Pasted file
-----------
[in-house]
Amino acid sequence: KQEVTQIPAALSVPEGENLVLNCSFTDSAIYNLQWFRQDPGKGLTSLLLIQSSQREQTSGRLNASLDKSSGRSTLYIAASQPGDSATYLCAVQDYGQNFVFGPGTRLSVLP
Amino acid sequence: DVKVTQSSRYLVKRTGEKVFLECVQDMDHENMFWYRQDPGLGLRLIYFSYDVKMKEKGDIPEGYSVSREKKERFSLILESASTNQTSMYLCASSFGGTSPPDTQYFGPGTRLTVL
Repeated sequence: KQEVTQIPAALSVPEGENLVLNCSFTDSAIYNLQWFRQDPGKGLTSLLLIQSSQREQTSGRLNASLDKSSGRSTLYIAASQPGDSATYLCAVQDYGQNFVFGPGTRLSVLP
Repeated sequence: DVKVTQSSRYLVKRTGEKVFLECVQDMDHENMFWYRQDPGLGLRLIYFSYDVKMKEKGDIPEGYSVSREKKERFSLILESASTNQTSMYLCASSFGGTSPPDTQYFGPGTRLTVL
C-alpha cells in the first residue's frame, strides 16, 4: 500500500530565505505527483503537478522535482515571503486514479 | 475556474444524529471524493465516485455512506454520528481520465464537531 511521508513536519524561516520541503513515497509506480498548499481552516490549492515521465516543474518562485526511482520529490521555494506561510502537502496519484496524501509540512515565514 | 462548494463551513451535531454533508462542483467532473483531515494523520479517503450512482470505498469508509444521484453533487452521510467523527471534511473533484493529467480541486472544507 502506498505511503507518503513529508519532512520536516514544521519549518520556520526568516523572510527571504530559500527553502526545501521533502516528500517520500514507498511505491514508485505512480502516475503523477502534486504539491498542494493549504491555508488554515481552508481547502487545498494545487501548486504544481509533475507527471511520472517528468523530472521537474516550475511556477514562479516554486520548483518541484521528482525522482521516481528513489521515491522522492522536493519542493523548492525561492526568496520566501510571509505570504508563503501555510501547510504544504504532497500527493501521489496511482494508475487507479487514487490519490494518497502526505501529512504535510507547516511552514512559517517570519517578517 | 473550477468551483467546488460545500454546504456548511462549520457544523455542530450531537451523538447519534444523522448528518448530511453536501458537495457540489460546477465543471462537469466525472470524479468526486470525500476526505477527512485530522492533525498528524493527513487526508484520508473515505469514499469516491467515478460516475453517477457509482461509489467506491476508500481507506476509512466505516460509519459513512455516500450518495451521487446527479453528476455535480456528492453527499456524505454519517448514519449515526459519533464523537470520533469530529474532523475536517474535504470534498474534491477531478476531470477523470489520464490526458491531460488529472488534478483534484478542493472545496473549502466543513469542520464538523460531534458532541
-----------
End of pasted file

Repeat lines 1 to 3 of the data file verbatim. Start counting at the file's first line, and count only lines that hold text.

[in-house]
Amino acid sequence: KQEVTQIPAALSVPEGENLVLNCSFTDSAIYNLQWFRQDPGKGLTSLLLIQSSQREQTSGRLNASLDKSSGRSTLYIAASQPGDSATYLCAVQDYGQNFVFGPGTRLSVLP
Amino acid sequence: DVKVTQSSRYLVKRTGEKVFLECVQDMDHENMFWYRQDPGLGLRLIYFSYDVKMKEKGDIPEGYSVSREKKERFSLILESASTNQTSMYLCASSFGGTSPPDTQYFGPGTRLTVL